If the Medford City Council wants to encourage a larger pool of candidates, there is a no-cost solution used by many towns its size.

If the Medford City Council wants to encourage a larger pool of candidates, there is a no-cost solution used by many towns its size.

End the idea that a candidate has to live in a particular location. End the ward system.

This would likely provide more citizens willing to serve and possibly even broaden the council's perspective beyond what can sometimes be a narrow neighborhood focus.

Medford is not so large that citizens will lose their ability to express their concerns and it is entirely possible that two outstanding council members could live next door to each other. — Joe Peterson, Ashland

The extreme sad reality is my government, using our tax dollars, is supporting the violent war against civilians in politics.

We give arms and military support to Israel, and I don't like it! I don't want to give an Iron Dome to one country and not to the other!

Netanyahu is just as dangerous and violent as Putin. Use economic sanctions against Israel like we use against the Russians.

Over 500 Palestinians dead — 3,500 wounded. We in the USA support this. Why? — Marie Griffith, Phoenix

I totally agree with the "Our View" article on July 20, "Off to a bad start." To immediately go to the highest amount the voters OK'd was bad enough, but then to have the entire county pay for the extended hours of Ashland, Phoenix and Talent was the final straw; I can't possibly imagine how the board justified the latter — Ashland residents voted to pay increased taxes to extend their library hours, not the county voters!

A friend said to me, "what did you expect when you voted yes?" and even though it wasn't stated, my expectation was that things would stay exactly as they have been in the library system, with time determining what changes would be made, if any.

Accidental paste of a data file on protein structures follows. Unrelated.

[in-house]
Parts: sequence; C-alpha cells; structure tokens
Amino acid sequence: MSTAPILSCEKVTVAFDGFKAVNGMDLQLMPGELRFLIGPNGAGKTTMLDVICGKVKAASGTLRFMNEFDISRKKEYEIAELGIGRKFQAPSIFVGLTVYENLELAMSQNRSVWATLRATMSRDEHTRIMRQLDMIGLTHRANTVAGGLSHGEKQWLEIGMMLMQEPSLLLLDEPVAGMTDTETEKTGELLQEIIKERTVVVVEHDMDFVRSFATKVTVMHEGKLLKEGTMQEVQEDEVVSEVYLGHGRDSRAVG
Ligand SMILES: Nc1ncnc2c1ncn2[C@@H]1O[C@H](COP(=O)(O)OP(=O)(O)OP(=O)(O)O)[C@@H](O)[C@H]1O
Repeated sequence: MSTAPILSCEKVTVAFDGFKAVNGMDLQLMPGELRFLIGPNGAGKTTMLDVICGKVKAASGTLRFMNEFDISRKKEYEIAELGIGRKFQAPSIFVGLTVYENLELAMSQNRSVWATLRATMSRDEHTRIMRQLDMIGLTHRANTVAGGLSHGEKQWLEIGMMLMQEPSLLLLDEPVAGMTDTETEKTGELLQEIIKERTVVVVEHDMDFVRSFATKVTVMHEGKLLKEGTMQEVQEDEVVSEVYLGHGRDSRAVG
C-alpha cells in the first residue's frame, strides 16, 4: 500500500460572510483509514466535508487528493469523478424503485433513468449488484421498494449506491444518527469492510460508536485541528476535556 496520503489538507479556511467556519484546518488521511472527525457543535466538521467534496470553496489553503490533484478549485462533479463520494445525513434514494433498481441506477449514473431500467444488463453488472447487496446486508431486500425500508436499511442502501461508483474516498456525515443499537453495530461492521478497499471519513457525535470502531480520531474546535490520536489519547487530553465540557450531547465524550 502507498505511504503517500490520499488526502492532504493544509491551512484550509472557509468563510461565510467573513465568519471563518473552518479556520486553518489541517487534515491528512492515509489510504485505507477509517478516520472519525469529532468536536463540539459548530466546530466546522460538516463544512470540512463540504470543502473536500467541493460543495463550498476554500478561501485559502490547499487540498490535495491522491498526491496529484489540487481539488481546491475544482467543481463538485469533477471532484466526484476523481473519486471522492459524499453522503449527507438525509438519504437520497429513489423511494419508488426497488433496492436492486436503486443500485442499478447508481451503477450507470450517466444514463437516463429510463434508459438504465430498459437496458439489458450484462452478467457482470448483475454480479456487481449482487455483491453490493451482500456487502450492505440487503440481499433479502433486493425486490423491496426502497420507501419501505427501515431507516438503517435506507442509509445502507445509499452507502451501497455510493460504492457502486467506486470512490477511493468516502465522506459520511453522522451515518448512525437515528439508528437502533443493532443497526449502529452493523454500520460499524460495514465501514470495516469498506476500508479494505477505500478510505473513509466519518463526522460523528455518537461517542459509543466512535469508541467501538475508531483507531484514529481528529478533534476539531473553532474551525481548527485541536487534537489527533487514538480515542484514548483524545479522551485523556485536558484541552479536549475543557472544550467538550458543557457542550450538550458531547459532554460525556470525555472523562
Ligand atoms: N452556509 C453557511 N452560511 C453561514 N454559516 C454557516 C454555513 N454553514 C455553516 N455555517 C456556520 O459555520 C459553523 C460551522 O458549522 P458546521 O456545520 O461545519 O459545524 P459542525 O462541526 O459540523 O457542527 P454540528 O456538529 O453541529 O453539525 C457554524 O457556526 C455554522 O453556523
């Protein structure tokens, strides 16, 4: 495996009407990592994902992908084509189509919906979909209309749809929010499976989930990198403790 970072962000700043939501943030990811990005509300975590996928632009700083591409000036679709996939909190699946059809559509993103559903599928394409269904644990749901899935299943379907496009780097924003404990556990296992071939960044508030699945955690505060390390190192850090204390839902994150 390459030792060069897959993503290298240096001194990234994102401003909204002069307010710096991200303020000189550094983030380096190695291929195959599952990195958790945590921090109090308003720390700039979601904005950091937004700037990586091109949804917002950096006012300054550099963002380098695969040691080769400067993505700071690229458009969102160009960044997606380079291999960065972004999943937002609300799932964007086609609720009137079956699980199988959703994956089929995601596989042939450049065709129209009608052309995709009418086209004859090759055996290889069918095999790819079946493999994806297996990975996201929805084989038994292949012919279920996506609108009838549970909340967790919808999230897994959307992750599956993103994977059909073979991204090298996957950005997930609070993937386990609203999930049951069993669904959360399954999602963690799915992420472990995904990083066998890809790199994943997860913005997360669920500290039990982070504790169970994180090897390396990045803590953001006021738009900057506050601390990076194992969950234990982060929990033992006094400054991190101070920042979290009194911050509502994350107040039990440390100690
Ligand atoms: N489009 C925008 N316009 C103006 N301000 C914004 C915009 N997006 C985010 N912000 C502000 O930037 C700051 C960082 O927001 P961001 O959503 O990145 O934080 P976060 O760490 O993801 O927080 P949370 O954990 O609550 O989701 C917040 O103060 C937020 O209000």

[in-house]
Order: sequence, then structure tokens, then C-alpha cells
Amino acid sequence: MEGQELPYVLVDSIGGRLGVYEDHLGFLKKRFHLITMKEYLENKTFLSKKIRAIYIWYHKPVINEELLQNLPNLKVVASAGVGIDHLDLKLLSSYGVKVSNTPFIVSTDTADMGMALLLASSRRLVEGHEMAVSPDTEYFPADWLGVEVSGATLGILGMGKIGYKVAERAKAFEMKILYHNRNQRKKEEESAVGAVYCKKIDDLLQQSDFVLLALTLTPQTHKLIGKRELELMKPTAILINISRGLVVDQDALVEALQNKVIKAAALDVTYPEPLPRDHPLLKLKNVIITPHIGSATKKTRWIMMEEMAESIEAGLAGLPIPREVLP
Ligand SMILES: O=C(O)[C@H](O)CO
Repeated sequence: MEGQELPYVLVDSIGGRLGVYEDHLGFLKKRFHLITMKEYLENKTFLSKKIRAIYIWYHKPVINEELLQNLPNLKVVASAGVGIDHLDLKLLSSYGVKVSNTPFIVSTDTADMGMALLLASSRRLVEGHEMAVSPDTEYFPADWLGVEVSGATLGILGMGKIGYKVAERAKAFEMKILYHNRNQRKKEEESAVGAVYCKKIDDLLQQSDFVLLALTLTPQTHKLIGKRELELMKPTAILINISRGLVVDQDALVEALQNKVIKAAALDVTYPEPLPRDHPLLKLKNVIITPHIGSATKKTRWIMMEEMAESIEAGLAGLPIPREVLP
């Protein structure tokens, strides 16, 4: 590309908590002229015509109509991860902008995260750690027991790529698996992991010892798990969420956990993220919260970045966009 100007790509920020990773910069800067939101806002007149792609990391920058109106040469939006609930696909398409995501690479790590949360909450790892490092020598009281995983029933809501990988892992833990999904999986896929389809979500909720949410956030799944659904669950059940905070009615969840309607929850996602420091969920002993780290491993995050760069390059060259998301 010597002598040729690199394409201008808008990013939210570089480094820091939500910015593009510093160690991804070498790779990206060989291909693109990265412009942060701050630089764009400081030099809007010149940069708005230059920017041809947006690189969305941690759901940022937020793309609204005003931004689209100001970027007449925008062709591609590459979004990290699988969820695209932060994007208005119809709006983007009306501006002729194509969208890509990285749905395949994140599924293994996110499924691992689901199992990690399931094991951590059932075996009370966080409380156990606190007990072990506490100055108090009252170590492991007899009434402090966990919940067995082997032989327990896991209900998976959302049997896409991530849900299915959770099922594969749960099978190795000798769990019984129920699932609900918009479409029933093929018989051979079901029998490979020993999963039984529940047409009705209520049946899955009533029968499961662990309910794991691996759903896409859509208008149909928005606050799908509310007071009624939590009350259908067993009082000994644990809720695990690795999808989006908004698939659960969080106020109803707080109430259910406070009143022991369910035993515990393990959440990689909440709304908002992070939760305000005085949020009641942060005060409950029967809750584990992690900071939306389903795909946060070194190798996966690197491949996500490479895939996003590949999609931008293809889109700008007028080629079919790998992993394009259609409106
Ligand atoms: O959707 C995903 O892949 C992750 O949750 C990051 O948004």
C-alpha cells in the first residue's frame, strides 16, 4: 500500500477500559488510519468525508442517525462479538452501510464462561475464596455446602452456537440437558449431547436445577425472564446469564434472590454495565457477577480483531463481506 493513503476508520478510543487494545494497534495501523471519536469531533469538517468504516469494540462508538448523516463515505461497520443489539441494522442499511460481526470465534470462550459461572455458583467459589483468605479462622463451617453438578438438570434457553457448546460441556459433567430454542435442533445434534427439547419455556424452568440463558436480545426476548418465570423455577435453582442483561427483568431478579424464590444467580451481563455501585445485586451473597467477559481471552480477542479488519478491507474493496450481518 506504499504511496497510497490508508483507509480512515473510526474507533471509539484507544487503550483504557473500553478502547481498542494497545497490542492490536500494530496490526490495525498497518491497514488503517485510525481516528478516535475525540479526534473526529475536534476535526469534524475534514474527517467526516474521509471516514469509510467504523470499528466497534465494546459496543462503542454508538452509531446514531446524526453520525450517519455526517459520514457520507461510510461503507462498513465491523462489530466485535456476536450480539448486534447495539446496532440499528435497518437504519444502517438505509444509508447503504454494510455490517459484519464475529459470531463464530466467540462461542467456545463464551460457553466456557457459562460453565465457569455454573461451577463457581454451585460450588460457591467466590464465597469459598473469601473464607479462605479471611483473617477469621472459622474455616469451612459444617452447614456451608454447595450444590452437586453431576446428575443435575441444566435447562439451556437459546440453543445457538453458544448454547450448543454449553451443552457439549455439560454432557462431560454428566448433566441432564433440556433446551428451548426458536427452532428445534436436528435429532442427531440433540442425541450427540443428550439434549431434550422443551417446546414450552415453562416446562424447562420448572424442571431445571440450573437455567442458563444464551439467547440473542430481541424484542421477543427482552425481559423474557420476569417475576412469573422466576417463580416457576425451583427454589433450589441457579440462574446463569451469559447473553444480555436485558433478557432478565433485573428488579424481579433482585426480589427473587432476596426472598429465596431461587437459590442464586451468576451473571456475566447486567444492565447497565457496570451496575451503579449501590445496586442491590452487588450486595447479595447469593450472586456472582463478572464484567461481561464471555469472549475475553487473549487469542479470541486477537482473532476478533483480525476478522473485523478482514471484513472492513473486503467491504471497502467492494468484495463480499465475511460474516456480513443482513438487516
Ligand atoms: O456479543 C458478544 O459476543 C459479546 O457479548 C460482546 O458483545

The fact that the county chose to stop payment immediately for libraries — when that was not my understanding if the measure had failed — surprised me. But even so, to have closed the libraries until money could be coming in would have been a better option than the one the board chose.

What this has left me with is this: I will never again vote positively for a special district tax. I supported and continue to support our county having libraries, but I have no faith in the present board to run the library district. — Judith Burgess, Shady Cove

The unpaid, elected volunteer members of the Library District Board need our support, not criticism. The voter-approved Library District funding doesn't kick in until November. The county commissioners in the meantime withdrew designated library funds which would have helped pay for library operations until November.

As a result, the Library Board members face a funding dilemma. No one wants the libraries closed and hours limited further during the interim period. The board's decisions so far attempt to bring stability, not disarray, to our libraries. Let them do their job.

After a reasonable period of time, rate the board on their performance. Don't jump to conclusions after a few startup meetings. Focus on the long-term stability of our libraries, not on the board's struggles as they begin their thankless but very important work. — Judith Corbin, Medford

You chose a poor example to highlight your otherwise admirable story, "Migrant student numbers soar" (July 22). Summer classes are being offered by the Southern Oregon Education Service District at 22 sites to hundreds of migrant children, ages 6 to 21, who have not yet graduated from high school. Most interesting and inspiring in your story are words from students taking classes and their parents.

One student, who works all year and hopes to attend Oregon Institute of Technology, is using summer classes to lighten her academic load during her upcoming senior year when she applies to colleges. Another, entering high school this fall, takes classes to improve his English and begin earning high school credits.